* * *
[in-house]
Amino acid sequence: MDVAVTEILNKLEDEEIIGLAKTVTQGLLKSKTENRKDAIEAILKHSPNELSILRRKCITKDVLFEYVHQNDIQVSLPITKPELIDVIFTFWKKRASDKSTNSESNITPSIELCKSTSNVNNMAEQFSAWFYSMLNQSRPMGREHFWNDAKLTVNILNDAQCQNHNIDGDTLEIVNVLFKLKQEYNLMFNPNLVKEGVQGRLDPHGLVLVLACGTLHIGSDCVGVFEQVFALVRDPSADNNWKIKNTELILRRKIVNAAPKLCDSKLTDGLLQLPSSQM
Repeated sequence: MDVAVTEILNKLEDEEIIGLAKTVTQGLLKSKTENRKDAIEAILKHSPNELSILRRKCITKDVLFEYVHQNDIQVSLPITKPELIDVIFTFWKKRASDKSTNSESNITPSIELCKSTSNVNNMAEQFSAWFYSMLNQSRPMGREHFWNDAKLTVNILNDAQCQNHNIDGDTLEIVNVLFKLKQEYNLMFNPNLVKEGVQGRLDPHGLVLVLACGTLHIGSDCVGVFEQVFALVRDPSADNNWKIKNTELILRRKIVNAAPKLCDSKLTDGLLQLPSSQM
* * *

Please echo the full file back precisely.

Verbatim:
[in-house]
Amino acid sequence: MDVAVTEILNKLEDEEIIGLAKTVTQGLLKSKTENRKDAIEAILKHSPNELSILRRKCITKDVLFEYVHQNDIQVSLPITKPELIDVIFTFWKKRASDKSTNSESNITPSIELCKSTSNVNNMAEQFSAWFYSMLNQSRPMGREHFWNDAKLTVNILNDAQCQNHNIDGDTLEIVNVLFKLKQEYNLMFNPNLVKEGVQGRLDPHGLVLVLACGTLHIGSDCVGVFEQVFALVRDPSADNNWKIKNTELILRRKIVNAAPKLCDSKLTDGLLQLPSSQM
Repeated sequence: MDVAVTEILNKLEDEEIIGLAKTVTQGLLKSKTENRKDAIEAILKHSPNELSILRRKCITKDVLFEYVHQNDIQVSLPITKPELIDVIFTFWKKRASDKSTNSESNITPSIELCKSTSNVNNMAEQFSAWFYSMLNQSRPMGREHFWNDAKLTVNILNDAQCQNHNIDGDTLEIVNVLFKLKQEYNLMFNPNLVKEGVQGRLDPHGLVLVLACGTLHIGSDCVGVFEQVFALVRDPSADNNWKIKNTELILRRKIVNAAPKLCDSKLTDGLLQLPSSQM